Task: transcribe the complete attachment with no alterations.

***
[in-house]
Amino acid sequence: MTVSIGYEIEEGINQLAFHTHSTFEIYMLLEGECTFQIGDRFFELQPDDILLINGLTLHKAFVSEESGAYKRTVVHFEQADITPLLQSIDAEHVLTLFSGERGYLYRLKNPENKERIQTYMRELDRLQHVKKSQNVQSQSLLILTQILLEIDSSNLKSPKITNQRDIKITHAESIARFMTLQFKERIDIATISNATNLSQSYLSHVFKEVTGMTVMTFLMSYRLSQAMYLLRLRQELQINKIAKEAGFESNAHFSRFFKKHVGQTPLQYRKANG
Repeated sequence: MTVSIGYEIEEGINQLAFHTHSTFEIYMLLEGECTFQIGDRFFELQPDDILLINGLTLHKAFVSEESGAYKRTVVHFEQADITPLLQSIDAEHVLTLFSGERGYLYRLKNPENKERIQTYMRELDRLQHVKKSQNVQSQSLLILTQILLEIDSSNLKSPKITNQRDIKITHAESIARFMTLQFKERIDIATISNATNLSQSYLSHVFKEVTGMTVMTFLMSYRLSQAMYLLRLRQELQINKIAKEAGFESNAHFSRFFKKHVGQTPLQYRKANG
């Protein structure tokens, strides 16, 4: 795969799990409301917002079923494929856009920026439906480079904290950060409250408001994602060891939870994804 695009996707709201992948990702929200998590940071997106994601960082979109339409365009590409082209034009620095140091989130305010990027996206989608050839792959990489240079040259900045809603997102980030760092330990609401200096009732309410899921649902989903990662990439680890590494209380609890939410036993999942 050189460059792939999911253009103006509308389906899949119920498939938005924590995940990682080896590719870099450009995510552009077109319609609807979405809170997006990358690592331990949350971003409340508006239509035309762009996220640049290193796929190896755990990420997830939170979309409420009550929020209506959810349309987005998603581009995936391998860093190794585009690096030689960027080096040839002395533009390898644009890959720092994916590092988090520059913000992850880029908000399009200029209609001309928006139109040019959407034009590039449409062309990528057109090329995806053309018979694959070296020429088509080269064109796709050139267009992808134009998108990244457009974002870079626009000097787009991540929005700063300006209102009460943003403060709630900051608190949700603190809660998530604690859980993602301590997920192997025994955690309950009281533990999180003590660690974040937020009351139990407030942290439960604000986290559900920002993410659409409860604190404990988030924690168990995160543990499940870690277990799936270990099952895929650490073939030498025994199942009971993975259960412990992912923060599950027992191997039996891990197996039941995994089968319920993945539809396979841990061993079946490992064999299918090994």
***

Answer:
[in-house]
Amino acid sequence: MTVSIGYEIEEGINQLAFHTHSTFEIYMLLEGECTFQIGDRFFELQPDDILLINGLTLHKAFVSEESGAYKRTVVHFEQADITPLLQSIDAEHVLTLFSGERGYLYRLKNPENKERIQTYMRELDRLQHVKKSQNVQSQSLLILTQILLEIDSSNLKSPKITNQRDIKITHAESIARFMTLQFKERIDIATISNATNLSQSYLSHVFKEVTGMTVMTFLMSYRLSQAMYLLRLRQELQINKIAKEAGFESNAHFSRFFKKHVGQTPLQYRKANG
Repeated sequence: MTVSIGYEIEEGINQLAFHTHSTFEIYMLLEGECTFQIGDRFFELQPDDILLINGLTLHKAFVSEESGAYKRTVVHFEQADITPLLQSIDAEHVLTLFSGERGYLYRLKNPENKERIQTYMRELDRLQHVKKSQNVQSQSLLILTQILLEIDSSNLKSPKITNQRDIKITHAESIARFMTLQFKERIDIATISNATNLSQSYLSHVFKEVTGMTVMTFLMSYRLSQAMYLLRLRQELQINKIAKEAGFESNAHFSRFFKKHVGQTPLQYRKANG
């Protein structure tokens, strides 16, 4: 795969799990409301917002079923494929856009920026439906480079904290950060409250408001994602060891939870994804 695009996707709201992948990702929200998590940071997106994601960082979109339409365009590409082209034009620095140091989130305010990027996206989608050839792959990489240079040259900045809603997102980030760092330990609401200096009732309410899921649902989903990662990439680890590494209380609890939410036993999942 050189460059792939999911253009103006509308389906899949119920498939938005924590995940990682080896590719870099450009995510552009077109319609609807979405809170997006990358690592331990949350971003409340508006239509035309762009996220640049290193796929190896755990990420997830939170979309409420009550929020209506959810349309987005998603581009995936391998860093190794585009690096030689960027080096040839002395533009390898644009890959720092994916590092988090520059913000992850880029908000399009200029209609001309928006139109040019959407034009590039449409062309990528057109090329995806053309018979694959070296020429088509080269064109796709050139267009992808134009998108990244457009974002870079626009000097787009991540929005700063300006209102009460943003403060709630900051608190949700603190809660998530604690859980993602301590997920192997025994955690309950009281533990999180003590660690974040937020009351139990407030942290439960604000986290559900920002993410659409409860604190404990988030924690168990995160543990499940870690277990799936270990099952895929650490073939030498025994199942009971993975259960412990992912923060599950027992191997039996891990197996039941995994089968319920993945539809396979841990061993079946490992064999299918090994």